The negative impacts of childhood anxiety on adolescent and adult mental health have been studied by numerous researchers. Many child and adolescent therapists agree that childhood anxiety, if not treated, negatively impacts individuals later on in life. We have heard from many of our teenage clients that they used to feel this way [anxious, stressed, worried] since they were little. They often have memories about being anxious for tests, oral presentations, sports performances, finding friends, and spending too much time worrying about friendships, grades, school, and life in general.
Most children don’t have the vocabulary to explain (or express) the feelings of anxiety and as such their anxiety manifests itself in different forms such as clinginess, shyness, refusing to go to birthday parties, psychosomatic pain (stomach-ache and headaches), and when it becomes too much to handle it will turn to anger (tantrums and aggressive behavior).
According to researchers, high levels of childhood anxiety are predictors of a range of mental health issues in adolescence. For example, children who tend to worry excessively and unrealistically about future or past events (worriers) are more likely to develop anxiety disorders, have panic attacks, depression and conduct disorder during adolescence.
What could parents do?
Don’t wait until your child has a clinical diagnosis for an anxiety disorder! Instead, pay attention to these signs and find an art therapist or a child therapist for your child, who can help reduce the symptoms by developing emotional regulation and anxiety management skills, and teaching mindfulness techniques.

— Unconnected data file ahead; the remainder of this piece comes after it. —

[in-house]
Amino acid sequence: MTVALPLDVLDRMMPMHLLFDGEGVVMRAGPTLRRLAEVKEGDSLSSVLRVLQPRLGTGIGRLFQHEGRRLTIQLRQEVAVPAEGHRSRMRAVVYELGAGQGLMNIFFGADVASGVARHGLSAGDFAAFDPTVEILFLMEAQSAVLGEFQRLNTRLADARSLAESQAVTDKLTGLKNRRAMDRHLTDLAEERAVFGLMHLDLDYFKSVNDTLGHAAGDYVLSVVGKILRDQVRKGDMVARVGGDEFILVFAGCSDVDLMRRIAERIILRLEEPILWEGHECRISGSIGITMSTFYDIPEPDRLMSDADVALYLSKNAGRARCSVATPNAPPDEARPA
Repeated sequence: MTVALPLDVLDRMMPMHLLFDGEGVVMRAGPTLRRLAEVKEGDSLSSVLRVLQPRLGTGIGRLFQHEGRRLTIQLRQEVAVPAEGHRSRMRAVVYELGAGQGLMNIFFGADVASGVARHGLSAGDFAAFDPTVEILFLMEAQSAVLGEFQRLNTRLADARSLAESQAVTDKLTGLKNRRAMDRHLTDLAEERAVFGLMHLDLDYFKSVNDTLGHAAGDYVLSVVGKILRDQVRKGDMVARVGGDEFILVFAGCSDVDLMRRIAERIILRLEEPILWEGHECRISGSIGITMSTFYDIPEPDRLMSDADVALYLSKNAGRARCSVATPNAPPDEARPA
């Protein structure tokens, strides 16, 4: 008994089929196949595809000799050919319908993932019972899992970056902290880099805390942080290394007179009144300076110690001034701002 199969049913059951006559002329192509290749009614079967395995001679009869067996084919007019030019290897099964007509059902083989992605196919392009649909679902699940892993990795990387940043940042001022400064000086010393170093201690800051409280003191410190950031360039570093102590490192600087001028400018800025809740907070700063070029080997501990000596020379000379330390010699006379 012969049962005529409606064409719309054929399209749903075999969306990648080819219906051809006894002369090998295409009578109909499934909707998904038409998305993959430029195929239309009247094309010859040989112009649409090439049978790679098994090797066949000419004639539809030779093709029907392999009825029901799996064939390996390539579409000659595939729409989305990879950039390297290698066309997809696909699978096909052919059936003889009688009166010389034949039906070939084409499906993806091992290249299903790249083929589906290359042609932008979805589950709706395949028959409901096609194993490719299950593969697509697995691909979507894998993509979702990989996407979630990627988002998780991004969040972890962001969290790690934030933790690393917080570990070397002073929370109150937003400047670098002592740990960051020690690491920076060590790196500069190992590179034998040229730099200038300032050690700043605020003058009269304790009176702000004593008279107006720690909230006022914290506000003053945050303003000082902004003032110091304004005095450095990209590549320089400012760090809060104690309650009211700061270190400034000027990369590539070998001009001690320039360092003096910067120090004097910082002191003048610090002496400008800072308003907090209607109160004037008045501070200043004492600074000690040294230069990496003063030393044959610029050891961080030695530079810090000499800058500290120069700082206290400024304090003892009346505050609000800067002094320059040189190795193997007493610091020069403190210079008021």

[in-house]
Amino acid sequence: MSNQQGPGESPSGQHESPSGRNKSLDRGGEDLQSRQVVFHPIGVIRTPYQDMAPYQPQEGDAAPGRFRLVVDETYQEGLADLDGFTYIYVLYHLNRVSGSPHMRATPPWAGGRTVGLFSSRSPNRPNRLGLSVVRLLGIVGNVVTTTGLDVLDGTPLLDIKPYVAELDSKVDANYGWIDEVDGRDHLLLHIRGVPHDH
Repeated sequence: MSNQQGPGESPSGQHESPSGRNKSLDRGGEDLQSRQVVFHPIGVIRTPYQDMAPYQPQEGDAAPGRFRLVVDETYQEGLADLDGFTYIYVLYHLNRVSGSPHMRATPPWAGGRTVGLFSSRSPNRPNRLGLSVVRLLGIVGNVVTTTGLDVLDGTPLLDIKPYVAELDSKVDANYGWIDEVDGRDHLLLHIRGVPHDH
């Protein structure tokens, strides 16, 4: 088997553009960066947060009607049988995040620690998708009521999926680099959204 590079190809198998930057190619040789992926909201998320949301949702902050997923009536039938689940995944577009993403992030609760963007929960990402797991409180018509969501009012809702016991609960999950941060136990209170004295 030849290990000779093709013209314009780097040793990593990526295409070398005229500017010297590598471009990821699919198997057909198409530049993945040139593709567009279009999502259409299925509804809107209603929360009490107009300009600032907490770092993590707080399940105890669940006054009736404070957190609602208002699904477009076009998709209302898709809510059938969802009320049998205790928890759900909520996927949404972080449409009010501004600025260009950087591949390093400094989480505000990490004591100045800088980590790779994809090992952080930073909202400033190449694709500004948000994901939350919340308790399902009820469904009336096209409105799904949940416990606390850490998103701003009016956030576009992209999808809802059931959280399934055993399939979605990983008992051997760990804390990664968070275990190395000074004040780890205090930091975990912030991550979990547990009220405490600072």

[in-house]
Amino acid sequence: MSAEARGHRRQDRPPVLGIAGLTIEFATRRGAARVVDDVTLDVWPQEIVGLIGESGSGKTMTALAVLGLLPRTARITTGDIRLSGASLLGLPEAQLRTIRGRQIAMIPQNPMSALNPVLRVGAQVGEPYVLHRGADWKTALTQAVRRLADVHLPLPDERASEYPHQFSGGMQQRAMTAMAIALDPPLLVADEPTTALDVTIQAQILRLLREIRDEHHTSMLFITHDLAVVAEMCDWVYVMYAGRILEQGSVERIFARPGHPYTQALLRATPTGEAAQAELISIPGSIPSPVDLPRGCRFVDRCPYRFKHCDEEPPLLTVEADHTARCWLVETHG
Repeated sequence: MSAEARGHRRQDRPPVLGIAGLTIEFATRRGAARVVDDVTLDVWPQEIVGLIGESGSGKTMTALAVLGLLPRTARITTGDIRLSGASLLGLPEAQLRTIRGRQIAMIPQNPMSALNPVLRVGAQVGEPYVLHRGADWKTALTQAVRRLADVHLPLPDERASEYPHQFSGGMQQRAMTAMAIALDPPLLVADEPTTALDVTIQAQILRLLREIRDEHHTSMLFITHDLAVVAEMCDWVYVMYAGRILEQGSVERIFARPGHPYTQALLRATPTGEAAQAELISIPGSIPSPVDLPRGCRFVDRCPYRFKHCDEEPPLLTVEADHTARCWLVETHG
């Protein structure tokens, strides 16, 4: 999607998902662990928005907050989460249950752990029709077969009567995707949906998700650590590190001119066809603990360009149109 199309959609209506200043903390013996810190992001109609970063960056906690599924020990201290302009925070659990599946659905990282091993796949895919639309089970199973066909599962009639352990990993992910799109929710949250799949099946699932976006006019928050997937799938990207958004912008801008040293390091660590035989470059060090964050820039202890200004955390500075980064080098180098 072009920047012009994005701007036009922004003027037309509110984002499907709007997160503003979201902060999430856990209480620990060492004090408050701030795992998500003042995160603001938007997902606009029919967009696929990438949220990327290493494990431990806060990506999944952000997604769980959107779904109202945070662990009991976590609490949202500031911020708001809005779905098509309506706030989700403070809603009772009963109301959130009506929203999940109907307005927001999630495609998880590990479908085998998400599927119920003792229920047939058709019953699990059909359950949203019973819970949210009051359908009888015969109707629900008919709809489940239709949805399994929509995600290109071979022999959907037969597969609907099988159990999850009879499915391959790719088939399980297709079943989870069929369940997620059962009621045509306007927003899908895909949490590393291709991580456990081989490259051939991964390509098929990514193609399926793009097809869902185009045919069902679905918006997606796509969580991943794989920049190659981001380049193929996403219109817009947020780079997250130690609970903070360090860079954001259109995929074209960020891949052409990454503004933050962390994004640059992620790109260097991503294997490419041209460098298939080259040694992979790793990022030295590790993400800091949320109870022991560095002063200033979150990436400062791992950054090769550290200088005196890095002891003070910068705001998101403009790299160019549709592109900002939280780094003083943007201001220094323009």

Here are some of the signs that your child might have anxiety and could benefit from seeing an art therapist or a child therapist:
- Difficulty in concentration
- Insomnia, difficulty falling sleep, waking up in the night with bad dreams
- Change of appetite
- Irritability and angry behavior
- Constantly worrying
- Extreme fatigue
- Complaints of stomach pain or headaches or feeling unwell
- Excessive crying
- Refusing to go to crowded places
- Being clingy
- Constantly moving or fidgeting
- Constantly biting on things (such as clothes, nails, pencils)
The beauty of not being labeled as an “Anxious Child”!
One of the advantages of seeing an art therapist is that there will be no labeling. Emotions will be named and expressed during the sessions. Children will learn alternative ways of thinking and behaving in the face of stressful events. Also, because they can openly talk about uncomfortable events, without feeling ashamed or embarrassed, their feelings will be normalized, which then helps them focus on the negative thoughts.
To find out more about the benefits of art therapy for children with anxiety, visit http://www.montrealarttherapy.com
By: Reyhane Namdari